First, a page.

No doubt materialism without bounds, as expressed in modern society in unending growth and the development of consumer culture, is a false god; however, I am not sure that an awareness of this has always been present in every traditional culture. Holmgren here seems to betray a romantic view of the past, at odds with the ecological basis for his work, which is itself of course fundamentally materialistic. What seems more likely is the insights of anthropology and evolutionary psychology: that we have as a species a fundamental propensity towards getting more stuff, as is evidenced by the ready emergence in traditional societies of cargo cults after contact with the west.
This weakness is apparent in his assessment of the corresponding ideologies and belief systems that accompany the scenarios: he seems to equate secular humanism with the materialistic ideology of “Brown Tech” and suggests that these beliefs systems are inherently negative, giving rise to dysfunctional behaviours;
While the elites continue to be driven by a commitment to superrationalist beliefs, a sense of hollowness and lack of purpose characterizes the shrinking middle class, while fundamentalist religions and cults play a stronger role in the lives of the working and unemployed classes, partly through genuine reaction to the failures of modern humanism and partly manipulated by the elites to deflect anger and disenchantment.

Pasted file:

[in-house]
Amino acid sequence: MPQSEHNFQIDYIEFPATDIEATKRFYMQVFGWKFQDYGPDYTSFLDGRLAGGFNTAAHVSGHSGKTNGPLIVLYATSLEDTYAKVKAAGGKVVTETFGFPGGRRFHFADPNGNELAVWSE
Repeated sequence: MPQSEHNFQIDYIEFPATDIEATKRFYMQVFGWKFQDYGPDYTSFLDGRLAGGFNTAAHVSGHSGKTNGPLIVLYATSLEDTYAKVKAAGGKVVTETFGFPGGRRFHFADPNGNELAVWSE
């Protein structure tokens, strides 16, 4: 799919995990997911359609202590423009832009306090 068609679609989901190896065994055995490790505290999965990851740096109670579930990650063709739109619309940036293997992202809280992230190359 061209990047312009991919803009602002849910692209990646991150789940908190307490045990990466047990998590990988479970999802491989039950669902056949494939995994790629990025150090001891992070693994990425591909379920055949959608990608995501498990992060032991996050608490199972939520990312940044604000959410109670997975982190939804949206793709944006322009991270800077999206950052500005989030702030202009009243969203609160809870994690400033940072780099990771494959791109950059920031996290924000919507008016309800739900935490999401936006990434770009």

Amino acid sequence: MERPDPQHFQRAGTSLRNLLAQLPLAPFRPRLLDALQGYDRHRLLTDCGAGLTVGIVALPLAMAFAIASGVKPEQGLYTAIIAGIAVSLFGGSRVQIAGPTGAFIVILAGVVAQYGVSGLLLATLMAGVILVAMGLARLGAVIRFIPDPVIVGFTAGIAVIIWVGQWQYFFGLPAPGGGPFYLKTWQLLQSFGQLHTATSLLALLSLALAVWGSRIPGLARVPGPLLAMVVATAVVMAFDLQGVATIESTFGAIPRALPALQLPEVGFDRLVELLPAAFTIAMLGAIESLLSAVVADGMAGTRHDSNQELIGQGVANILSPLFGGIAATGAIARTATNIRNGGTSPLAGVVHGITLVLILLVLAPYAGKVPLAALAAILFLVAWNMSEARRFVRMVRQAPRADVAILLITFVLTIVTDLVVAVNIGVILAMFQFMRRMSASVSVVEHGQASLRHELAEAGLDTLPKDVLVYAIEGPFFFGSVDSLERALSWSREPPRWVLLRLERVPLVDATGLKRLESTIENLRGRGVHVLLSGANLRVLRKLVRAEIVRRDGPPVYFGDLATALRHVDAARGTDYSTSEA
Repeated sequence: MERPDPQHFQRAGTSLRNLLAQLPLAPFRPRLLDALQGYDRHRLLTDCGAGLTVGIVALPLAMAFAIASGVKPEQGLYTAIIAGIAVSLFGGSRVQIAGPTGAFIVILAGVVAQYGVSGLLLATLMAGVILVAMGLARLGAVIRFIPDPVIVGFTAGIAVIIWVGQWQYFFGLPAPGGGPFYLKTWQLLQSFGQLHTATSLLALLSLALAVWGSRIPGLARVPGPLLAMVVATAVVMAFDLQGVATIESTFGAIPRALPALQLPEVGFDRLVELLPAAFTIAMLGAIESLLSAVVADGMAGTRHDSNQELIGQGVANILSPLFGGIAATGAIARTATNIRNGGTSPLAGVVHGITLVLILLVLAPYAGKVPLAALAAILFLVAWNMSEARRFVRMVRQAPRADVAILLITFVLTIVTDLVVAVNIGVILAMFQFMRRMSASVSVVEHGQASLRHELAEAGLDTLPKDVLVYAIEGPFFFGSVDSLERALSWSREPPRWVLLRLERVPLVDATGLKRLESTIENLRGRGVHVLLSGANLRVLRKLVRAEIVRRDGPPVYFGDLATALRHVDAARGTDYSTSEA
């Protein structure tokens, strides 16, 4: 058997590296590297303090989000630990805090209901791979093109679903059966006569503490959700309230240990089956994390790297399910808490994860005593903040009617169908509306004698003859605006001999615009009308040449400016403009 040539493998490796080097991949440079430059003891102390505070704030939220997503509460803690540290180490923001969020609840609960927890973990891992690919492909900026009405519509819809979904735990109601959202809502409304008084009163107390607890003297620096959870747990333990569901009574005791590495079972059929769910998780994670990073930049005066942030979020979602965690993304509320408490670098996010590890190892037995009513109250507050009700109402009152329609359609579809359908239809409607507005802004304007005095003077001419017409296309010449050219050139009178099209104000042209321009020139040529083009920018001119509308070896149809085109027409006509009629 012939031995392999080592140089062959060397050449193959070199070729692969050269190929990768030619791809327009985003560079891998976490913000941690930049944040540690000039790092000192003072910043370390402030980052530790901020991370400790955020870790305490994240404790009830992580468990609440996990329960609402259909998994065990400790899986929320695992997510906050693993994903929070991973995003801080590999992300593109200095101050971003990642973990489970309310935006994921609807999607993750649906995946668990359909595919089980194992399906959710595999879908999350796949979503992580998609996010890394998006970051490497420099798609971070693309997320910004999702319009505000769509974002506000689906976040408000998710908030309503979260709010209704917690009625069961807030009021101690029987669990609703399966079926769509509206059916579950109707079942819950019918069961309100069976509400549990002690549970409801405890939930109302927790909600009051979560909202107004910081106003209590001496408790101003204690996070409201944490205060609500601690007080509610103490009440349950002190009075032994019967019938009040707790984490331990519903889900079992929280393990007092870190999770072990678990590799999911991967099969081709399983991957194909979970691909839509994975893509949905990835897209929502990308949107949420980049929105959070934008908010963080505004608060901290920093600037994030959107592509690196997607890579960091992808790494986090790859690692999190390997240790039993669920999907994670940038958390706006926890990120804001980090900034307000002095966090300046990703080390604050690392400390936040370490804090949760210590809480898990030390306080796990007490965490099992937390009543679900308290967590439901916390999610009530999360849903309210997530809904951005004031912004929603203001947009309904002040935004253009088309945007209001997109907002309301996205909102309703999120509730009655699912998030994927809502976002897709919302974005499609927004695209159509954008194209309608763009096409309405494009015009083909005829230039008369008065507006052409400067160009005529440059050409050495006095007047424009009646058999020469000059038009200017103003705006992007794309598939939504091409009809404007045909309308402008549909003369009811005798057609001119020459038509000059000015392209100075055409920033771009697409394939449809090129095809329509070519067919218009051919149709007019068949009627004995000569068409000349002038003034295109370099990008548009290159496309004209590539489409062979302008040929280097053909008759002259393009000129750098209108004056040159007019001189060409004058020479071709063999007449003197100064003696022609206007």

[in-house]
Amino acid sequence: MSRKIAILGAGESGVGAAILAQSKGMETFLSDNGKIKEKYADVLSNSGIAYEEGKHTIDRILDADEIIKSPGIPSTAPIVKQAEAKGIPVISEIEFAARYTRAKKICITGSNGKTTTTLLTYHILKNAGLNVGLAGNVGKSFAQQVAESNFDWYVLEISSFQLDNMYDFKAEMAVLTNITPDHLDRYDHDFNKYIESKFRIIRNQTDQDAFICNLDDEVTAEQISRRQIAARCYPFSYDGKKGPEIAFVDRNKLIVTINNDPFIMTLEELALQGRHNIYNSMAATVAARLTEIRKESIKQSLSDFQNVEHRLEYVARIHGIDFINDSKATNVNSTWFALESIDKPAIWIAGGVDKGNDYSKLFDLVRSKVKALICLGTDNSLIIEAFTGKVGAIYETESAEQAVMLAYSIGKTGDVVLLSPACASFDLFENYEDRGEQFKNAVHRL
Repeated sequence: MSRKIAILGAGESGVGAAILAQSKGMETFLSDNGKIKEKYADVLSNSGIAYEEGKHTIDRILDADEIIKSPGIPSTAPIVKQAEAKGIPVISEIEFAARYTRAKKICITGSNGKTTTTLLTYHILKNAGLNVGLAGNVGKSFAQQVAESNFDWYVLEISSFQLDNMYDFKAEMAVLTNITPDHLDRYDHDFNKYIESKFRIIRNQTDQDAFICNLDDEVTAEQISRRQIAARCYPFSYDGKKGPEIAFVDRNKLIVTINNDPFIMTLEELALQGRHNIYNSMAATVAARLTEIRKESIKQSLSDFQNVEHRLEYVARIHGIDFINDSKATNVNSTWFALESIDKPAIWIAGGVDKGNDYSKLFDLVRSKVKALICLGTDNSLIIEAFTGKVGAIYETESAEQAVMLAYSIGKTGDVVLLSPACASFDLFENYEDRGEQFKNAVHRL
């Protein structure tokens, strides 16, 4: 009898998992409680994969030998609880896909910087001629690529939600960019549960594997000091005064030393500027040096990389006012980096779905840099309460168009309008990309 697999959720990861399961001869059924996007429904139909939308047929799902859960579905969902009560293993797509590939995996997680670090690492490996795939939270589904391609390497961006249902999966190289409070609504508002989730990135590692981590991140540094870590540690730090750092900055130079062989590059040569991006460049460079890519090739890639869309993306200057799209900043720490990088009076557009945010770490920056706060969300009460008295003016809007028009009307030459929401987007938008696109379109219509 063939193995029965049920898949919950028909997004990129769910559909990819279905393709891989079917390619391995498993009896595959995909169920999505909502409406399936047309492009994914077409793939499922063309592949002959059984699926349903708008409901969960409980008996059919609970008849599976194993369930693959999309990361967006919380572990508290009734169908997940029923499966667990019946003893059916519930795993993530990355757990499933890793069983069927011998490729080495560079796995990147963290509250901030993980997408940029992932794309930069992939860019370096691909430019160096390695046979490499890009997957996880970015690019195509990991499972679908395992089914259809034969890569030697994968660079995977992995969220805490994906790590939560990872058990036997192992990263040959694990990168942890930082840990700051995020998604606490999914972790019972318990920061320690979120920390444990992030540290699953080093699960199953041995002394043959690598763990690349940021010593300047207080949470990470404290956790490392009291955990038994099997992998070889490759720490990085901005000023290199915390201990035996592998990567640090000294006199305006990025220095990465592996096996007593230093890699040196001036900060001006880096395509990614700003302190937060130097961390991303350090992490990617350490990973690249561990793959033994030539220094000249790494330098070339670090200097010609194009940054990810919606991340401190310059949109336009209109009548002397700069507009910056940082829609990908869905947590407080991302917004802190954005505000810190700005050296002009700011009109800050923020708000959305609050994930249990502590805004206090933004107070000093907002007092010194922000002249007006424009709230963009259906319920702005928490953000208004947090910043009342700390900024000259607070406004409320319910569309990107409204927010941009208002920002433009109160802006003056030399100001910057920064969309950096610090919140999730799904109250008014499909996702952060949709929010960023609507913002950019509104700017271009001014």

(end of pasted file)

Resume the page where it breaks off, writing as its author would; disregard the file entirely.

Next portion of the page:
While this may be very true, he compares this to a shift in values in “Green Tech”:
Civic culture strengthens where further transition toward nonmaterialistic society combines with the maturation of feminism and environmentalism, and a resurgence in indigenous and traditional cultural values.
It seems to me that there is a contradiction between “traditional values” -many of which may be parochial and overly conservative or reactionary – with post-modern feminist and environmental values; it is far from clear that they would be the same or even compatible.